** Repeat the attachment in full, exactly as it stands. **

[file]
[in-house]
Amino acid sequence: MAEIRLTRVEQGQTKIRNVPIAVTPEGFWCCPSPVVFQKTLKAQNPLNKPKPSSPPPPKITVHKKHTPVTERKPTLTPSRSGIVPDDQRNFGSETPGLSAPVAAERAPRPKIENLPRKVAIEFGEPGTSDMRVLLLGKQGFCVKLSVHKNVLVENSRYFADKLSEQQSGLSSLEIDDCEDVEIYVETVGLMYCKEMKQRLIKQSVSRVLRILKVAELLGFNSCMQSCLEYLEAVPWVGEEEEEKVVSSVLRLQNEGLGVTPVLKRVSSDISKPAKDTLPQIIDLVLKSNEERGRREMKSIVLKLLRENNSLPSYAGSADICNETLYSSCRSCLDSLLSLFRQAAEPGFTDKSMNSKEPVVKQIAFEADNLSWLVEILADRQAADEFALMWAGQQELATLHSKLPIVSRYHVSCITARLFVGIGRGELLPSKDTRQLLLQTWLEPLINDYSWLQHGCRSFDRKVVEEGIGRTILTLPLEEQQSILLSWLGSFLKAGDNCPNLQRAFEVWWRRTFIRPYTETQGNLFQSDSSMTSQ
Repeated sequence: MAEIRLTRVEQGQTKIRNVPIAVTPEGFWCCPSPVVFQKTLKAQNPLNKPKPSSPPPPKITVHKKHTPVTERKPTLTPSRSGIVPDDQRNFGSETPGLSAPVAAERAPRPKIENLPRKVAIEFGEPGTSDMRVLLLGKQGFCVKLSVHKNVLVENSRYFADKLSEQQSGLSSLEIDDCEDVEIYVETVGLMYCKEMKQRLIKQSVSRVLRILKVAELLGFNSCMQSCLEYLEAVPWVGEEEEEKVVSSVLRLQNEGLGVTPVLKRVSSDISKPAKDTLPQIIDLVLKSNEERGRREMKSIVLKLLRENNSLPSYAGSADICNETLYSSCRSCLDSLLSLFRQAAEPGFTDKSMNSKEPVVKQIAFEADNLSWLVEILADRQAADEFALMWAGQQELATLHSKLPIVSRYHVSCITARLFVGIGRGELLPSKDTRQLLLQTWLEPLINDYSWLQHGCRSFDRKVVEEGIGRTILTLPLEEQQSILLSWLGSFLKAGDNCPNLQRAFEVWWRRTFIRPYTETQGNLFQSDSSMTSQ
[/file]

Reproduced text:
[in-house]
Amino acid sequence: MAEIRLTRVEQGQTKIRNVPIAVTPEGFWCCPSPVVFQKTLKAQNPLNKPKPSSPPPPKITVHKKHTPVTERKPTLTPSRSGIVPDDQRNFGSETPGLSAPVAAERAPRPKIENLPRKVAIEFGEPGTSDMRVLLLGKQGFCVKLSVHKNVLVENSRYFADKLSEQQSGLSSLEIDDCEDVEIYVETVGLMYCKEMKQRLIKQSVSRVLRILKVAELLGFNSCMQSCLEYLEAVPWVGEEEEEKVVSSVLRLQNEGLGVTPVLKRVSSDISKPAKDTLPQIIDLVLKSNEERGRREMKSIVLKLLRENNSLPSYAGSADICNETLYSSCRSCLDSLLSLFRQAAEPGFTDKSMNSKEPVVKQIAFEADNLSWLVEILADRQAADEFALMWAGQQELATLHSKLPIVSRYHVSCITARLFVGIGRGELLPSKDTRQLLLQTWLEPLINDYSWLQHGCRSFDRKVVEEGIGRTILTLPLEEQQSILLSWLGSFLKAGDNCPNLQRAFEVWWRRTFIRPYTETQGNLFQSDSSMTSQ
Repeated sequence: MAEIRLTRVEQGQTKIRNVPIAVTPEGFWCCPSPVVFQKTLKAQNPLNKPKPSSPPPPKITVHKKHTPVTERKPTLTPSRSGIVPDDQRNFGSETPGLSAPVAAERAPRPKIENLPRKVAIEFGEPGTSDMRVLLLGKQGFCVKLSVHKNVLVENSRYFADKLSEQQSGLSSLEIDDCEDVEIYVETVGLMYCKEMKQRLIKQSVSRVLRILKVAELLGFNSCMQSCLEYLEAVPWVGEEEEEKVVSSVLRLQNEGLGVTPVLKRVSSDISKPAKDTLPQIIDLVLKSNEERGRREMKSIVLKLLRENNSLPSYAGSADICNETLYSSCRSCLDSLLSLFRQAAEPGFTDKSMNSKEPVVKQIAFEADNLSWLVEILADRQAADEFALMWAGQQELATLHSKLPIVSRYHVSCITARLFVGIGRGELLPSKDTRQLLLQTWLEPLINDYSWLQHGCRSFDRKVVEEGIGRTILTLPLEEQQSILLSWLGSFLKAGDNCPNLQRAFEVWWRRTFIRPYTETQGNLFQSDSSMTSQ